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Village of Saint Catherine – Galt El-Azraq

Village of Saint Catherine – Galt El-Azraq

If you’re going to the village of Saint Catherine, you’ll definitely go there through Wadi Abu Gifa. Following an uphill trail zigzagging through the properties of the local Bedouins, you’ll reach the Pass of Abu Gifa.


On your left you will see Deir El-Ribwa, a secluded monastery in the mountains, a little unconventional as it’s much more modern than the typical monastery. And on the left you’ll see the path that leads up to Gebel Seru, also known as Gebel Rahab by Arabs.

This trail - typically used by local Bedouin shepherds - leads to Deir El-Rahab going through a gorge then heading sharply downhill on the side of the mountain. Once you reach Deir El-Rahab, you’ll be taken aback by the beauty of its surrounding landscape; discreetly located in a valley among fresh water springs, lush gardens and cypresses. But unfortunately you will not be able to visit the monastery, as it’s off-limits to visitors and tourists.

Once through the Pass of Abu Gifa, you’ll go down a sharp incline that ends with Wadi Tubuq, southwest of which are beautiful fruit orchards thriving with pomegranate shrubs, apple trees, almond trees, olive trees among others, then the mouth of Wadi Shaq opening on the left.

You’ll go through a narrow granite canyon to find ahead of you the awesome view of Gebel Katherina, rising in all its glory at the southeast.

At that point you’ll reach the southern Wadi Zawatin (Valley of the Olives), and on your right you’ll find a short track leading to a stone hut used for overnight shelter by Bedouins as well as campers.

A few hundred meters (yards) along the way, you’ll find Nabq El Zawatin rich with olive groves, hence the name “Zawatin”.

After going up Nabq El Zawatin, you’ll find the plateau of Wadi Jibal spreading southwest.

The land rise then shrinks into a rocky downhill ravine that fills with water in winter, and turns into a small stream.

At about a three and a half hour walk from the beginning of the trip, you will reach the peculiar round topped Gebel Misman, after which you will find a track leading to the beautiful wells of Ain Naghila.

After Ain Naghila, you’ll get to the trail full of curiously shaped boulders and rocks running through the bed of Wadi Jibal (valley of the mountains).
Trekking Saint Catherine, Sinai Desert
A little further you’ll come across a village called Marufia by the Bedouins, which mainly consists of stone sheds.

After passing these constructions, your track will run along the right side of the valley opening into a wide area, at the end of which you’ll find what’s called Farsh Rummana (the plain of pomegranates).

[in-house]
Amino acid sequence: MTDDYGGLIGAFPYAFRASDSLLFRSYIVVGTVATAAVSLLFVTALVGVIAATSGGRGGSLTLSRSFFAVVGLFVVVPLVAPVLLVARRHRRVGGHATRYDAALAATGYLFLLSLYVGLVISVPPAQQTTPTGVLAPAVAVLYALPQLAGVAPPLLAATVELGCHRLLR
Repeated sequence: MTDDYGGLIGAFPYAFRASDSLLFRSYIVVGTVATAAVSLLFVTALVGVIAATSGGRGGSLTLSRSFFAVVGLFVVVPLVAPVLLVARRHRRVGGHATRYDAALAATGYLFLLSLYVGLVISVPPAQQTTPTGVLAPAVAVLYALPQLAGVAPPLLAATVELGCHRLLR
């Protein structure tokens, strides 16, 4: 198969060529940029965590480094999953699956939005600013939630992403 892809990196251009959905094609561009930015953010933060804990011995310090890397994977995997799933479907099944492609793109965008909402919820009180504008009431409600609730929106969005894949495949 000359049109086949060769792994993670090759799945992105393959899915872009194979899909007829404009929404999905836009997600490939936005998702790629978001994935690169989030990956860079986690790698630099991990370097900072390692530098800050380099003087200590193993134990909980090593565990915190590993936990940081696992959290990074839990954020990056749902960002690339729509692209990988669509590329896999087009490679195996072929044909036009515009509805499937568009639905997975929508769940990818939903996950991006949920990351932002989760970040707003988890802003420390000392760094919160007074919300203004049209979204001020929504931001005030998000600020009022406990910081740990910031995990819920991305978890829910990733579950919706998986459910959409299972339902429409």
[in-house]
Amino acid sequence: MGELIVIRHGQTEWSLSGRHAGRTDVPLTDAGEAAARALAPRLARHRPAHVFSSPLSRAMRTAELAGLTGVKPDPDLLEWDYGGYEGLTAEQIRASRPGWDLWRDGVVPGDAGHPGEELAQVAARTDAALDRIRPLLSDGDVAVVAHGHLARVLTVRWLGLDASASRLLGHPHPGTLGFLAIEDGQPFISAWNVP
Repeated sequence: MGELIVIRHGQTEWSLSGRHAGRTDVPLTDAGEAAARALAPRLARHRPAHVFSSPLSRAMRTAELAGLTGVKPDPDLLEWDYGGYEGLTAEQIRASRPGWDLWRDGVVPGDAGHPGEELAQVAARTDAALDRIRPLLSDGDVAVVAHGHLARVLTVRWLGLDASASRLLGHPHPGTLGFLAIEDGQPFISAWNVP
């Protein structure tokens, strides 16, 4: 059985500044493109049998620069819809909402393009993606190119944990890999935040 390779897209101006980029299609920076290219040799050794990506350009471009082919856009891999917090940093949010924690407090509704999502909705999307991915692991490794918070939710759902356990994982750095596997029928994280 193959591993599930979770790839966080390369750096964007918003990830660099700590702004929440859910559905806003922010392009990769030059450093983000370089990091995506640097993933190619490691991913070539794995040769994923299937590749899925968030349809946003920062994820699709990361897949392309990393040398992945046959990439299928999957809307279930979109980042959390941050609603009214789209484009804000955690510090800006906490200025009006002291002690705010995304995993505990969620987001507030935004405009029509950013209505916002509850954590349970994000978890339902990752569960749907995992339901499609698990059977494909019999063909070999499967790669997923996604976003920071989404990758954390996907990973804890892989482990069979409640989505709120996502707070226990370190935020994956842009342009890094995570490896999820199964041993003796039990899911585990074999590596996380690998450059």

Farsh Rummana is a starting point for many hikes; if you head west, through a crack in the valley’s wall at a point marked by two posts, you’ll reach an open plain where you’ll find sepulchers (burial vaults) dating back to the Bronze Age, as well as a few recent Bedouin tombs.

This plain is connected with Gebel Nabq Baharia westward, where a sharp downhill leading back to the Ain Naghila wells.

If you embark once again from Farsh Rummana, this time climbing down along the streambed and the valley itself, forming an extension to Wadi Jibal called Wadi Talah.

After a two-hour hike, you’ll reach a beautiful watching point from which you can see the outline of Gebel Tarboush, and further down two valleys with shining green water contrasting with the bleak rocks surrounding it.

The lower well is the famous Galt El-Azraq (the blue well). It’s very easy to reach the streambeds; you’ll simply climb down in about twenty minutes.

Once you reach the Galt, you’ll witness the beauty of cascading water stream. And during summer, you can enjoy a quick dip in this mini basin, about 7 meters deep (23 feet).

The beautiful Byzantine church inside the Monastery has never been damaged since it´s construction in 542 A.D. When Moses fled from Egypt, he came upon the seven daughters of Jethro tending their flocks at a well. This "Moses Well", as it is called today, can still be seen near the Monastery church. Moses married one of the daughters, then spent 40 years in the desert until the miracle of the burning bush occurred, when God was revealed to him, and he was ordered to bring the children of Israel to Horeb (Mount Moses) where he received the Tablets of the Law. In 330 A.D a small church and a tower at the site of the Burning Bush were erected by st. Helena (Constantine the Greats mother).

Last Updated on Saturday 15th January 2011